9 years ago

I think no matter what I type I'm still going to come across as the naive young chap who desperatley wants a classic beetle, nonetheless I'll ask away and hopefully gain some knowledge from these forums.

Just got a new job, one which I'll need a car to commute to the extremely remote location of the office (about 40 miles from my flat). I will have spare time and (hopefully) money to work on this car and I have a decent amount of experience working on cars for a 22 year old (but I've never worked in a garage or the like).

Firstly, I want to know how relaible a '73 beetle can be (I appreciate this will vary wildly depending on the specific car) and how cheap/easy repairs and parts are for such a vehicle?

Secondly, I'd like to know what it is I really need to look out for when buying this car 2nd (or 52nd) hand.

I've got my eye on a '73 beetle for £1800.

The desciption is as follows:

"1973 vw beetle,tax exempt,been used every day buy me for work for the last 3 years,very good little runner,things ive done are,new clutch,gearbox bearings,new voltage regulator,all welding done for last mot due sep 15,new fuel pump,new exhaust,new battery,new brake shoes,new brake cylinders,new brake pipes,
,just serviced,new plugs,dizzy,rotor arm,air filter,condenser,fuel filter,leads and points,could do with a tart up on the body work side,but is 40 years old,is registered as historic,insurance only cost me £88 a year fully comp,comes with lots of spare parts,ie,couple of carbs,doors ,window glass etc,too much to add,also comes with roof rack ,with various boxes and junk to go on top,any questions please ask,only selling as i want to get a campervan. "

The photos show the car in decent nick superficially at least.
Is there anything in that description I should be concerned about?

More importantly what should I ask and try and find out BEFORE I go down and see the car in person?

Thanks for taking the time to read this.
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  • AW
  • pre67vw Junkie
9 years ago
1st thing is to see how much the insurance will be for you if you are young.
( I was that once geeeeeeeeeeeeeee were has the time gone )

Andy W
9 years ago
Nice to see that there are young people out there who want a classic Beetle and have not been put off by the idiot Top Gear petrol heads who continually dismiss the car as 'cr*p' which of course it isn't! It maybe slow, but it was very reliable in its day (and can still be), (most other 60s-70s cars were infact the 'cr*p' and less reliable), and a big plus over today's boring buzz boxes - the old Beetle has individuality. Plus of course it has no ageing water-cooled plumbing to give you grief.

With all those things listed as done on the car you are considering (and let's assume that they are), it sounds like a car worth going after, and the car seems accurately priced in today's values. It has to go through the MOT still unlike pre 1960 cars, so this is a little bit of reassurance for you too.

I think that it would be worth going to see, though it is from the 1970s and very old so expect some rust bubbles and scabs on the body lower sections. Avoid the car if there is any significant rot above the waistline, especially the window pillars and roof gutter. Ask the owner about this first to save a wasted journey, and good luck!:wink:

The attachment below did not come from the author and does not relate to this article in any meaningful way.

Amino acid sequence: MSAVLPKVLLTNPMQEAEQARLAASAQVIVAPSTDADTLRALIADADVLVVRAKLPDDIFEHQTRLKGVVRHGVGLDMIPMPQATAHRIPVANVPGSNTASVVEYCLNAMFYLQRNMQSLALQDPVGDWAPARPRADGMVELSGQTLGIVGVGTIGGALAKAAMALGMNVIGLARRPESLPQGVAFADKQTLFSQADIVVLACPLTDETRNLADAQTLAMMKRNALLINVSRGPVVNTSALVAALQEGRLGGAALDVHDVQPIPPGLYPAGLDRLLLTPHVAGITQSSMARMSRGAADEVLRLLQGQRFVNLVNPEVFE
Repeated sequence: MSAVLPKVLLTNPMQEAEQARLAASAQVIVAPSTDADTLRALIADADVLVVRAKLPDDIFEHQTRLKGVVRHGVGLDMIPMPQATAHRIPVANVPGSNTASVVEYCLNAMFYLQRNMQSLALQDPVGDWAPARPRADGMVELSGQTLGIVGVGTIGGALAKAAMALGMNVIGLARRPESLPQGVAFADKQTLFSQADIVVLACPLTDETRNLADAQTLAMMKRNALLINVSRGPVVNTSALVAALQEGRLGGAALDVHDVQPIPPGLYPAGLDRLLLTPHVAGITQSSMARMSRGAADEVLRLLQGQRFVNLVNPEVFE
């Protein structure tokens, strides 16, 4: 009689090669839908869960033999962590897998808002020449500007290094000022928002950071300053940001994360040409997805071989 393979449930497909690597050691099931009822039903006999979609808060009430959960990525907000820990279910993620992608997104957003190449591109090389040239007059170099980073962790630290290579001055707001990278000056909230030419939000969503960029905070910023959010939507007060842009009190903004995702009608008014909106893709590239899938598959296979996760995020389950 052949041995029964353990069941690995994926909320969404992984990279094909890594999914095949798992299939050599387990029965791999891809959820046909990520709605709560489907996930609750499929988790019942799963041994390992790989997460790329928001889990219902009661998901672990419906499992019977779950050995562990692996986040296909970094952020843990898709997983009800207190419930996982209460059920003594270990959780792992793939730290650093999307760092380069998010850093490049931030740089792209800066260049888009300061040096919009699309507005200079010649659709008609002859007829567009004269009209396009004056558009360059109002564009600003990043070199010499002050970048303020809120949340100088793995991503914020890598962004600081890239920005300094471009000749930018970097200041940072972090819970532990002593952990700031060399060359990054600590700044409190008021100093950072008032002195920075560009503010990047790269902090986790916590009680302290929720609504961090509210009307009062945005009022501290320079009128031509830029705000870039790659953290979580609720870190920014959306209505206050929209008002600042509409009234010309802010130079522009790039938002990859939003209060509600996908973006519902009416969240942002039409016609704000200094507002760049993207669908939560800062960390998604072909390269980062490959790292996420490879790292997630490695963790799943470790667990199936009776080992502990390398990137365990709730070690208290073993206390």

Rattletrap – the Volkswagen Beetle that has covered an incredible mileage equivalent to over 35 times around the planet :omg:
Running nifty since 1950… the King of Volkswagens:beer: Why not make friends with this famous little VW – he's on facebook!
9 years ago
A seventies Beetle is still a very usable car and quite capable of keeping up with modern traffic. A good one kept up to (it will need more regular attention than a modern car) is more than up to the task as a daily driver, in fact like most old cars they run better the more they're used. Spares for these later Beetles are plentiful and fairly cheap too. You should really be conversant with mechanicals and working on cars because they need regular attention and constant fettling. I doubt you'll be able to get cheap agreed value insurance, I don't think they'll insure it as your only car daily driver.
What concerns me about the car in the ad is the reference to welding being done to get it through the MOT - it sounds like it's patched up regularly to keep it going. That brings up what will be your biggest problem in buying and keeping an old Beetle as a daily driver and that is body rot. Most of these seventies Beetles have patches all over the heater channels, chassis and inner wings. You'll need to inspect one really well before purchase, ideally with someone who knows Beetles really well.
Get a good one though and you'll find owning and driving it a far more rewarding experience than owning a generic bland Eurobox.
Good luck in finding a good one and well done for wanting join the world of classic cars!
1949 Belgian Standard
1955 UK RHD De Luxe
9 years ago
mrmagyar gives very good advice in his post.
If you don't find the right beetle immediately then it might be a good idea if you can visit the 'Volksfling' VW show at Biggar over the weekend of 23/24 May this year. There will be plenty of beetles there to look around and both mrmagyar and myself, plus other members of The Historic Volkswagen Club, will be there and we'll all be very happy to talk you through buying a beetle and show you the places to check.
Good luck.
Old Blue
9 years ago
Easier to deal with mechanical issues with 60's on Beetles - no matter how well one runs and drives I'd avoid those that have seen considerable welding in their life or soon will be needing it.
1956 VW Beetle, 1962 Morris Minor, 1968 VW Beetle (Old Blue), 1972 Morris Mini, 2005 MGTF

Blue, blue, Electric Blue, that's the colour of Old Blue!